When we were younger, did we ever think about how the future would look like? Will we be the society from The Jetsons, dropping the kids off to school in flying cars? In the future, perhaps the age-old daily question – What should I wear today? – may no longer exist because your smart closet digitally plans out a week’s wardrobe and sends a notification to your connected smart watch.
Although there is still a long way to go before flying cars, talking closets and smart toasters, we have to look at this year’s Consumer Electronics Show (CES) for any indication of what we can expect in the years to come – we may not be far off. The hot points of the discussion at the Vegas-based technology conference stems from this concept–The Internet of things. The Internet is no longer confined to just desktops, tablets or smartphones, it is broadening its scope into pretty much every part of consumers’ daily lives and into their homes. Google’s Nest seems to prove that smart homes are definitely on the horizon with their new SMART HOME HUB software and appliances. Smart TVs, home entertainment systems, appliances … many are on the market right now and many more are soon to come.
As the tech landscape continues to evolve and shape-shift, we need to think about how we as consumers would feel about this fast-growing trend. How interested are we in these new products and do we feel ready for all the new technology that is being introduced into our lives to make things simpler at times?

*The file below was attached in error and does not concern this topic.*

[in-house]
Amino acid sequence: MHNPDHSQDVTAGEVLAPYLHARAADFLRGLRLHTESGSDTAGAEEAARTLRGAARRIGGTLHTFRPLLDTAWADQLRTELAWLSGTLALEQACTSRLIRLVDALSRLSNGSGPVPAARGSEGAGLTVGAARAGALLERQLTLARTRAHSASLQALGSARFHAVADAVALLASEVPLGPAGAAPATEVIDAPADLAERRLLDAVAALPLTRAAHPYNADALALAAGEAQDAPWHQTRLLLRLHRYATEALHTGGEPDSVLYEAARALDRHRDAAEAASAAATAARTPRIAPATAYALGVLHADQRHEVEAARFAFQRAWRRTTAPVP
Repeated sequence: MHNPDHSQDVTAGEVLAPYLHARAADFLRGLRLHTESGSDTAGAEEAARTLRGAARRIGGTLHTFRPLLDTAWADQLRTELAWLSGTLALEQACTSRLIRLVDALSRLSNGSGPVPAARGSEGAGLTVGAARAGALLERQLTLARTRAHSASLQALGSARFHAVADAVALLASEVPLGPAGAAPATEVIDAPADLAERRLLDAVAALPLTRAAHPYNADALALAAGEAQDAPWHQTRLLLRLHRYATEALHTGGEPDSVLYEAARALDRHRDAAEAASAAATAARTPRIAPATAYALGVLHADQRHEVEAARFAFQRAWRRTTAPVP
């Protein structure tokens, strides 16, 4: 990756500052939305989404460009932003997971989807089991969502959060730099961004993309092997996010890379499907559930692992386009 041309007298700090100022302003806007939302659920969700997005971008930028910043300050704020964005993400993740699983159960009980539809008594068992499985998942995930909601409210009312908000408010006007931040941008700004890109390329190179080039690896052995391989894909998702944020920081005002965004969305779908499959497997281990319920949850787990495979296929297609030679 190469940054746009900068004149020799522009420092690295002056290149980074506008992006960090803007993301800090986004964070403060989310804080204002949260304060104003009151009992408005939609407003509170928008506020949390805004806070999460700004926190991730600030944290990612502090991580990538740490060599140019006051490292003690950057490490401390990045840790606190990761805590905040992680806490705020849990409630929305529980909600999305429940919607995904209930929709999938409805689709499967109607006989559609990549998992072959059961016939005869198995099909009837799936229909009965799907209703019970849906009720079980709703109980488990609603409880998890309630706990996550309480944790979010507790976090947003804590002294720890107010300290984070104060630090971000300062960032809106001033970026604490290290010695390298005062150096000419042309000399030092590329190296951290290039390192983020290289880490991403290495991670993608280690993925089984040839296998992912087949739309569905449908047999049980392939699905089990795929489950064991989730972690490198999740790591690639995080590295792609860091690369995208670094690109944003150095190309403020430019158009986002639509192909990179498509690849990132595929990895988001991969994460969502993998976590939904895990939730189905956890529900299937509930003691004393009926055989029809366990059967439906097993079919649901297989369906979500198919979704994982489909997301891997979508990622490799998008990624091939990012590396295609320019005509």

Looking at a survey performed by SurveyMonkey, it was found that 70% of consumers are interested in the concept of a connected home, with a third of the sample group not having any connected smart devices. Adding to the fact that most of the sample group found the technology to be nascent and expensive and would not be willing to utilise these connected devices until they had a more prominent history and a lower cost. This fear was coupled with the fact that some consumers felt that they were not as tech savvy as they think they need to be to interact with these appliances. From the population group, it was also found that consumers actually enjoyed the idea of a smart car and how this could benefit them.
The ideal of a Connected Car is fantastic. While driving, your car can offer a limited amount of useful information through smart digital assistant software to help you keep your eyes on the road while answering that important email or merely looking for that address for a meeting you need to attend. Through this connected system, you can also have your car perform other tasks such as pre-planning trips and music selections, before you even climb into your car. These types of advancements can assist to make life easier but then we will have additional issues such as hacking and malicious intent attacks on our connected world. Will we be able to live in an environment where these types of issues will increase and cause harm? Are we moving too quickly as a species to create an ideal society with connected green living to improve our time management and quality of life?
With all these advancements and the way that technology companies are currently moving towards the idealistic connected world, will you be a part of the revolution or against it?